Malta will not be turned into a “migration hub” for the Mediterranean, Home Affairs Minister Byron Camilleri said on Wednesday as the country faced accusations that it is failing to help migrants in distress at sea.
Rescue NGO Sea-Eye has accused Malta of failing to abide by its international obligations to coordinate maritime emergencies several times, after 58 people were rescued from Malta’s search and rescue zone and taken to Pozzallo in Sicily on Sunday.
On Monday, the NGO Alarm Phone said that another 450 people had drifted into Malta’s SAR zone and were eventually taken to Ragusa after Maltese authorities did not intervene.
Replying to questions by Times of Malta, Camilleri characterised the criticism as “attacks” in response to what he described as Malta’s tough stance on people smugglers.
“I understand that the more our country is tough on those who abuse the asylum system, the more we can expect attacks on us as well as the Armed Forces,” he said.
“If you look at the decisions we’ve made these past few years, we’ve seen the creation of a more just asylum system, just with those who have a right to asylum and tough on those who do not. Last year we had a record number of deportations.”
“These attacks are unjust and come from people who expect our country to serve as a migration hub for the Mediterranean. That will never happen.”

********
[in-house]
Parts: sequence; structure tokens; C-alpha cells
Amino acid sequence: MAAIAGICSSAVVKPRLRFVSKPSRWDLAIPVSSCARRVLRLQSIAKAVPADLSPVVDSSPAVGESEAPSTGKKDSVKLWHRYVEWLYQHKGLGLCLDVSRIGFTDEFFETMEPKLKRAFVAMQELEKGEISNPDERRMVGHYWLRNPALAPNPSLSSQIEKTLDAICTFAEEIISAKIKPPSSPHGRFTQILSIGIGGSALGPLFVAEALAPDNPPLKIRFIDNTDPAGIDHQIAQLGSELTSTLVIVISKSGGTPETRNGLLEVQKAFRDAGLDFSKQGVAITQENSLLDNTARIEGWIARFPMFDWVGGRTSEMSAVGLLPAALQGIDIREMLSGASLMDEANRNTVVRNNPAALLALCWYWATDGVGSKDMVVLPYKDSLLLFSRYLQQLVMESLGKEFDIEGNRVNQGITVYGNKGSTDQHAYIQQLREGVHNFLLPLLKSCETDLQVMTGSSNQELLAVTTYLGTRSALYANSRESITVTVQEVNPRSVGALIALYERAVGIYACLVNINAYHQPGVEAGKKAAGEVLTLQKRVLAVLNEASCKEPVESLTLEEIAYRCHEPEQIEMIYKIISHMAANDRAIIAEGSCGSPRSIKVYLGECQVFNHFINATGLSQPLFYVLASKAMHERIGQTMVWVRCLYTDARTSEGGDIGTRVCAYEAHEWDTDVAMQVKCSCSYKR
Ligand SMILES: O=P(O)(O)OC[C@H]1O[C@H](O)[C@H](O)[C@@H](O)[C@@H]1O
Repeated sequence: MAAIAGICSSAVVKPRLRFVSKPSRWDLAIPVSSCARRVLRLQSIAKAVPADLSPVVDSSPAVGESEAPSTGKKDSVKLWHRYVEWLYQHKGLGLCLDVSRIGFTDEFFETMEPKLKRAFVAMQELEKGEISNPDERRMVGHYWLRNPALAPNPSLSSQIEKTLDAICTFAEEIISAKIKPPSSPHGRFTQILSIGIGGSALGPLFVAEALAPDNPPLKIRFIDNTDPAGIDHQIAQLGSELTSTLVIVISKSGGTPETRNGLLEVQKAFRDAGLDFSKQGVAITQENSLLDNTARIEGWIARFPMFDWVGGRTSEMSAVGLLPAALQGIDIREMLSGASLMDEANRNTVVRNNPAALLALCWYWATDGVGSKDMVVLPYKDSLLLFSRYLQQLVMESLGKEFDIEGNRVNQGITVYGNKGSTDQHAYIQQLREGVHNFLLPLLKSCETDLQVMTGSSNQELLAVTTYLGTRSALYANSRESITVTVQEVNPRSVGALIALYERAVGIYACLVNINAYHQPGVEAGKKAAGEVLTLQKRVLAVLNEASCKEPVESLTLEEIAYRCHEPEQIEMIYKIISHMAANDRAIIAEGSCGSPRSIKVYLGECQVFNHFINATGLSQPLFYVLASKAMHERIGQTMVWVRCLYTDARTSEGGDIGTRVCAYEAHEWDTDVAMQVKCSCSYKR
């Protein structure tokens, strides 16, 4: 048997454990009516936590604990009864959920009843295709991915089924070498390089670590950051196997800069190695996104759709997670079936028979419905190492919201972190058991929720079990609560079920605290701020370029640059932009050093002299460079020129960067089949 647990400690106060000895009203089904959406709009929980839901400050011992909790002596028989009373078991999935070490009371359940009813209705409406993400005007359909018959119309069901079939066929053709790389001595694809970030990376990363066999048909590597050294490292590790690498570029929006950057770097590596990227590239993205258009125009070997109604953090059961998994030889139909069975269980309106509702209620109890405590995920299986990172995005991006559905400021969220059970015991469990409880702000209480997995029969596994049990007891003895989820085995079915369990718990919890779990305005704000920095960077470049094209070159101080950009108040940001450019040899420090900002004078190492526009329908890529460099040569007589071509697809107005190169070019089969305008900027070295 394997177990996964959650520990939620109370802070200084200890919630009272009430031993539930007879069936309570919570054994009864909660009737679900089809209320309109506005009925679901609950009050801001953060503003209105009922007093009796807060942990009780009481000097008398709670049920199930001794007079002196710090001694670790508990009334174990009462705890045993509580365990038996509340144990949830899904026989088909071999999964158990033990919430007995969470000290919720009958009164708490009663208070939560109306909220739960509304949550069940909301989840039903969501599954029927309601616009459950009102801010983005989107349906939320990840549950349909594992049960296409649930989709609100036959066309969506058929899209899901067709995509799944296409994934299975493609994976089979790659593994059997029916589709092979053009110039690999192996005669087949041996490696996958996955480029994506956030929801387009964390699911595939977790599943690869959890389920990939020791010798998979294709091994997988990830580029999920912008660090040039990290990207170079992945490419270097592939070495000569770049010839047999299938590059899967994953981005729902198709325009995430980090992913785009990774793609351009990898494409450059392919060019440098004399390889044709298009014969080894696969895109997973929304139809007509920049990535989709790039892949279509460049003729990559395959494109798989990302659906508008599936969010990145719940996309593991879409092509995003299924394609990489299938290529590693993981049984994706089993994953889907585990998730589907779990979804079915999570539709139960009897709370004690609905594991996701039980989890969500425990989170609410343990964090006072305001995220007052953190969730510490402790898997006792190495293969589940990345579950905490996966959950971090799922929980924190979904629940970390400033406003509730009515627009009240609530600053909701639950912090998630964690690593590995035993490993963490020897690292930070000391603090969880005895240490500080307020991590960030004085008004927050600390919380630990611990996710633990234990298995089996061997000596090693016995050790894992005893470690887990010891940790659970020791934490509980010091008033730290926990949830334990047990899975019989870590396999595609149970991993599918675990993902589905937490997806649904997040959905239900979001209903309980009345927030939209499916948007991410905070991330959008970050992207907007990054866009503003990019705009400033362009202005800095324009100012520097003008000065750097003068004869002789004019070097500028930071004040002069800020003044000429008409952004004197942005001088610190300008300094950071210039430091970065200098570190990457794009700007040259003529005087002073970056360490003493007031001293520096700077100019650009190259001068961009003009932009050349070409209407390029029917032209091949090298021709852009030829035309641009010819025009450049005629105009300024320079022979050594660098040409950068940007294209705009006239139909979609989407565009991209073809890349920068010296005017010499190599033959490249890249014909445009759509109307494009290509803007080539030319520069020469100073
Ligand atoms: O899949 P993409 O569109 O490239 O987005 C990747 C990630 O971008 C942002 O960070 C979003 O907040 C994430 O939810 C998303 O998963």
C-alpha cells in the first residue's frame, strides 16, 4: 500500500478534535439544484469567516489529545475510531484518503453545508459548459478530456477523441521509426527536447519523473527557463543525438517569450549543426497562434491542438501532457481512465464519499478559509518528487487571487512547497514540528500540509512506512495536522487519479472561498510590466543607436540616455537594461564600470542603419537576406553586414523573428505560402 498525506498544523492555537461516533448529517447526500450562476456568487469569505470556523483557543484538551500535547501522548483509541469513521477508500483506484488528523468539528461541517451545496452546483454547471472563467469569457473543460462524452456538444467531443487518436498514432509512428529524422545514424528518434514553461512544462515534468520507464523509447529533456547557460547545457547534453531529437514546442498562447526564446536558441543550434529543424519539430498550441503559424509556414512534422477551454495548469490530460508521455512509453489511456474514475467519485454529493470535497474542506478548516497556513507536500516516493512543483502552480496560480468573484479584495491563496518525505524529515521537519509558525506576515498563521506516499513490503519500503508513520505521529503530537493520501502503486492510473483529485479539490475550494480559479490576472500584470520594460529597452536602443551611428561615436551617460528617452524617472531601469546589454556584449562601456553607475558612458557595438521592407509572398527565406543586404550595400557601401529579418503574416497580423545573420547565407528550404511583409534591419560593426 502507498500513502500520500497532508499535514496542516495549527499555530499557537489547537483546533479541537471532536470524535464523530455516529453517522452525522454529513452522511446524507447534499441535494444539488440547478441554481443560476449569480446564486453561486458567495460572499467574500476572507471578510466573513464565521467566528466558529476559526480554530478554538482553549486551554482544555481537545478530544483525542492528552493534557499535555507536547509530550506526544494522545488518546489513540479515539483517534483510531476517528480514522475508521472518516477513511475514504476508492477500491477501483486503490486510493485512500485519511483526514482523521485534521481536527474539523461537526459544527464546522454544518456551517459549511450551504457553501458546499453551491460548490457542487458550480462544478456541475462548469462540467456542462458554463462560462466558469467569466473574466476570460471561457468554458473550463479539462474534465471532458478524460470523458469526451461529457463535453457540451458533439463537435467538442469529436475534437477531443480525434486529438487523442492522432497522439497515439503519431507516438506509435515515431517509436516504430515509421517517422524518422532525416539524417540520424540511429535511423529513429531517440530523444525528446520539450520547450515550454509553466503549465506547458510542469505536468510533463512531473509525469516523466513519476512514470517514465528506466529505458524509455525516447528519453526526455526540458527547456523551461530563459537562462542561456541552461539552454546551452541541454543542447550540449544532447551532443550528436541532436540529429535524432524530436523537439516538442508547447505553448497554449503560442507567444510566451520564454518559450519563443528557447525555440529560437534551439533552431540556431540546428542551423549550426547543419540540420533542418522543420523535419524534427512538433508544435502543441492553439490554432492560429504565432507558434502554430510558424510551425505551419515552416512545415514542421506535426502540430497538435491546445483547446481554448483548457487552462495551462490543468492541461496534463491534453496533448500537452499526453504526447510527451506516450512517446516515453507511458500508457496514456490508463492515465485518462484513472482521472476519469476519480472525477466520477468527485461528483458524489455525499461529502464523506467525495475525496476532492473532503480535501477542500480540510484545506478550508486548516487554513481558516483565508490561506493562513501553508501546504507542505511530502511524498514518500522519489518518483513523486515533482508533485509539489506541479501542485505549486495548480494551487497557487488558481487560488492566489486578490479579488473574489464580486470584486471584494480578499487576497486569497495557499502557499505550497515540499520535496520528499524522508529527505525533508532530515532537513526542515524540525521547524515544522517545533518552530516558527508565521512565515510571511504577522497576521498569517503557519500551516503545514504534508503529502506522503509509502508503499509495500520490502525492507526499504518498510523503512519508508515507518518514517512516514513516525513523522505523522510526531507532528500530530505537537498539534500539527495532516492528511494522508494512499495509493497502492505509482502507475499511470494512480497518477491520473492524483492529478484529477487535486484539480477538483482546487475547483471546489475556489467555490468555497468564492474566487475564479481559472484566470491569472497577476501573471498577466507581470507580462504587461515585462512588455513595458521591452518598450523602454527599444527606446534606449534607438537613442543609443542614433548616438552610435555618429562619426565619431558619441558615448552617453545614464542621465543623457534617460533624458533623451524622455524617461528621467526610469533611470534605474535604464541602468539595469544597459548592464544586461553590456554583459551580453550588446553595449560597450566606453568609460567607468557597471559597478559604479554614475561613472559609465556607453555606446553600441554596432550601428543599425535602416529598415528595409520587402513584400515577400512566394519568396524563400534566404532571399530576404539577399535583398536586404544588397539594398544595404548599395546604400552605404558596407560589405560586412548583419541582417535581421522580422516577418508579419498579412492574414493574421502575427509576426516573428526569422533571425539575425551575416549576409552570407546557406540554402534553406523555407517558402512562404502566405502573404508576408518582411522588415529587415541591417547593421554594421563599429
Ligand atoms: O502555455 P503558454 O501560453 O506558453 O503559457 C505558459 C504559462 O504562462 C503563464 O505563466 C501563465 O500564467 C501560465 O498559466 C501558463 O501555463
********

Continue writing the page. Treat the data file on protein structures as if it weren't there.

He insisted that the AFM has always responded and carried out rescues when people are in genuine distress.
“The attacks on the AFM did not start today, we have seen them over a number of years, members of the opposition even filed a complaint about it,” he continued.
“What I can say is these people do their jobs conscientiously and in accordance with international regulations every day. Over the years they have saved thousands of lives and whenever it was necessary they have always carried out rescues.”
“We’ve seen their actions over the years and we’ve also seen the outcomes of investigations into their conduct. Given that, I think they should keep doing their good work for the benefit of all."
The AFM is currently under scrutiny in an ongoing constitutional case filed by 50 migrants who claim their rights were breached when they were sent back to Libya and placed in detention in an operation coordinated by the Maltese authorities.
The AFM was also accused of trying to sabotage a migrant boat by rescue NGO Alarm Phone, however, evidence later emerged that officers had been following standard procedure when they instructed those on board to pull the engine’s kill switch.
400 migrants who were detained on pleasure boats last year are also seeking compensation from Maltese authorities for their treatment.
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